The Evergreens house is ready for its closeup after preservation work at Emily Dickinson Museum
|Published: 02-09-2024 12:51 PM
AMHERST — Closed since 2019 for extensive preservation efforts and infrastructure improvements, The Evergreens, a key property at the Emily Dickinson Museum, will reopen for visitors March 1.
The 19th-century house was built in 1856 for Austin Dickinson, the famous poet’s brother, and his family and became an important part of the extended Dickinson family’s life. In turn, the family’s connections served a key role in Emily Dickinson’s poetry, the posthumous publication of her verse, and the establishment of her legacy.
Museum officials say The Evergreens remains largely unaltered since the years when Emily Dickinson’s family lived here, “a time capsule” still filled with furniture, household items, and decor selected and displayed by the family during the 19th century.
Over the last five years, the museum, using grants from organizations such as the National Endowment for the Humanities, completed a number of projects designed to reduce energy consumption at The Evergreens, while also adding a “museum-grade” HVAC system for maintaining temperature and humidity levels that help preserve sensitive collections and objects.
Those efforts took place alongside significant preservation and restoration work done at The Homestead, the house where Emily Dickinson, her sister, and her mother and father lived. As part of that work, replicas and recreations of the original decor were added, as much of the original furnishing disappeared during the 20th century, while structural changes were also made to the house.
“The Evergreens is an extraordinary house, unusually preserved, and steeped in the histories of the Dickinson family and the town of Amherst,” Jane Wald, executive director of the Dickinson Museum, said in a statement.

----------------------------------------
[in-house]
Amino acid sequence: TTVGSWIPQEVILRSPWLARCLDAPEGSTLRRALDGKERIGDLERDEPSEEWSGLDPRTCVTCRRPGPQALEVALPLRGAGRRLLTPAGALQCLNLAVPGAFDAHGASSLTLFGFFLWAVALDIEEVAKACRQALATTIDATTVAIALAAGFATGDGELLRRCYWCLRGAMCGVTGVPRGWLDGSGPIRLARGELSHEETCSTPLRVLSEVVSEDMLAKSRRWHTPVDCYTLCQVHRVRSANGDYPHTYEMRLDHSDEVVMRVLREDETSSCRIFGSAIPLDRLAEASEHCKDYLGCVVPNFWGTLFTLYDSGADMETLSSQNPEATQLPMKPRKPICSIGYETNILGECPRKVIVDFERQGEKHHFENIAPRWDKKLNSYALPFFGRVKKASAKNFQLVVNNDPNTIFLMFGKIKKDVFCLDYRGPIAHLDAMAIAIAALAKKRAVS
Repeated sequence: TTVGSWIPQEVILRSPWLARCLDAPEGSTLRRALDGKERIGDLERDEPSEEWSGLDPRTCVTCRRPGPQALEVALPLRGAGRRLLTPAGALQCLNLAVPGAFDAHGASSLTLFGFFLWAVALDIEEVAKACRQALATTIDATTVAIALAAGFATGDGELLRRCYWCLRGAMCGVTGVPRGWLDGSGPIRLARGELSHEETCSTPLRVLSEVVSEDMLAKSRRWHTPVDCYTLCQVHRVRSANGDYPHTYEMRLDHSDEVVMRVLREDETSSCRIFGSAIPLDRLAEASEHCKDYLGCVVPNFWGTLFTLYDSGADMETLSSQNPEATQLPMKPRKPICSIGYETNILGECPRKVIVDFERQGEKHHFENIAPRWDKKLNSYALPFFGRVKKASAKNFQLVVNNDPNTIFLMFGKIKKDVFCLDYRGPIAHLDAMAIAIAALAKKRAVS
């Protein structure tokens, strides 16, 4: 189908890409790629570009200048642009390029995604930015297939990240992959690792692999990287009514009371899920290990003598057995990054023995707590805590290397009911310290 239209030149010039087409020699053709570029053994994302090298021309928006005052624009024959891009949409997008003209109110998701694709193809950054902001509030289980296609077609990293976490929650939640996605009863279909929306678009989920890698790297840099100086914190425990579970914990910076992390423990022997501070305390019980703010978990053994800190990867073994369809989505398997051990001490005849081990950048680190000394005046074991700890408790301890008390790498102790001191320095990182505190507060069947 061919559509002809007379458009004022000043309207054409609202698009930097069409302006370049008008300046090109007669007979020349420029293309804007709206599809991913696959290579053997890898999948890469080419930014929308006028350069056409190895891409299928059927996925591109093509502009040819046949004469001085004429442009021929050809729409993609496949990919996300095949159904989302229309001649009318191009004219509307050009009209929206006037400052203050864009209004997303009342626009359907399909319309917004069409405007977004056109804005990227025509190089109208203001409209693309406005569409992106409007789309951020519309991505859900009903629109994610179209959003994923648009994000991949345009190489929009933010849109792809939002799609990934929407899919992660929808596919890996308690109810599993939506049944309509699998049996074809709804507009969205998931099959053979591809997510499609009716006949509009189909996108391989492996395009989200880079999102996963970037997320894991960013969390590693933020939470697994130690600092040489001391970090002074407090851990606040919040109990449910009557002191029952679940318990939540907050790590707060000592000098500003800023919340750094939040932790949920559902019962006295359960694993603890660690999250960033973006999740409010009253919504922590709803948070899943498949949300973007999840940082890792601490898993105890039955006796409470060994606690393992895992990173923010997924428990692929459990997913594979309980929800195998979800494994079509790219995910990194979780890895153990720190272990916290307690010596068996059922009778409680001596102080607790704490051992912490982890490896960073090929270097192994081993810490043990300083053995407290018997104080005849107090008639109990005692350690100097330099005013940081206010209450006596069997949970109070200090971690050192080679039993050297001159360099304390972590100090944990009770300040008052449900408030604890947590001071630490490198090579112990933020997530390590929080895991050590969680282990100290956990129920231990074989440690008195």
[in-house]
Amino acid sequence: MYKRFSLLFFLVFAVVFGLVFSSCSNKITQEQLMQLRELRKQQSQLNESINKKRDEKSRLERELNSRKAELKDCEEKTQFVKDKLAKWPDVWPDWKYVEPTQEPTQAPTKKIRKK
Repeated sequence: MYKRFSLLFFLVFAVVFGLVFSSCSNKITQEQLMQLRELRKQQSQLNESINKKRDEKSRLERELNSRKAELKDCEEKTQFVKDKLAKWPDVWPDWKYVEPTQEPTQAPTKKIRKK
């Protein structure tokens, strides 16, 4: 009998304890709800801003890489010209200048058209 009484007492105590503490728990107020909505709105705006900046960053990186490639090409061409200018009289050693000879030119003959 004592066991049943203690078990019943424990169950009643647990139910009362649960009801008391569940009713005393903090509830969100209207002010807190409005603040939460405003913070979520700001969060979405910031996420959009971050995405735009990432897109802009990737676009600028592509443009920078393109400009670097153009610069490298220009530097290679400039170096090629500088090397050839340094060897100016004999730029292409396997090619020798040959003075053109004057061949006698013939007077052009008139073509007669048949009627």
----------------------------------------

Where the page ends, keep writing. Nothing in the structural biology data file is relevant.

Brooke Steinhauser, senior director of programs at the museum, said the preserved state of The Evergreens will give visitors a greater understanding “not just of [Emily Dickinson’s] daily inspiration stemming from these family relationships, but also the remarkable way her poetry came to the world posthumously.”
As the museum notes, Austin Dickinson and his wife, Susan, lived at The Evergreens until their deaths in 1895 and 1913, respectively. Their one surviving child, Martha Dickinson Bianchi, who edited numerous collections of her aunt’s poetry and wrote biographical works about her in the 1920 and 1930s, lived in the house until her death in 1943, preserving it without change.
Bianchi’s heirs — co-editor Alfred Leete Hampson, and later his widow, Mary Landis Hampson — recognized the historical and literary significance of the site and sought ways to ensure the preservation of The Evergreens as a cultural resource, the museum says.
Beginning March 1, the Emily Dickinson Museum will be open Wednesday-Sunday, from 10 a.m, to 5 p.m., and tickets will be good for both The Evergreens and The Homestead. To order in advance, visit emilydickinsonmuseum.org.
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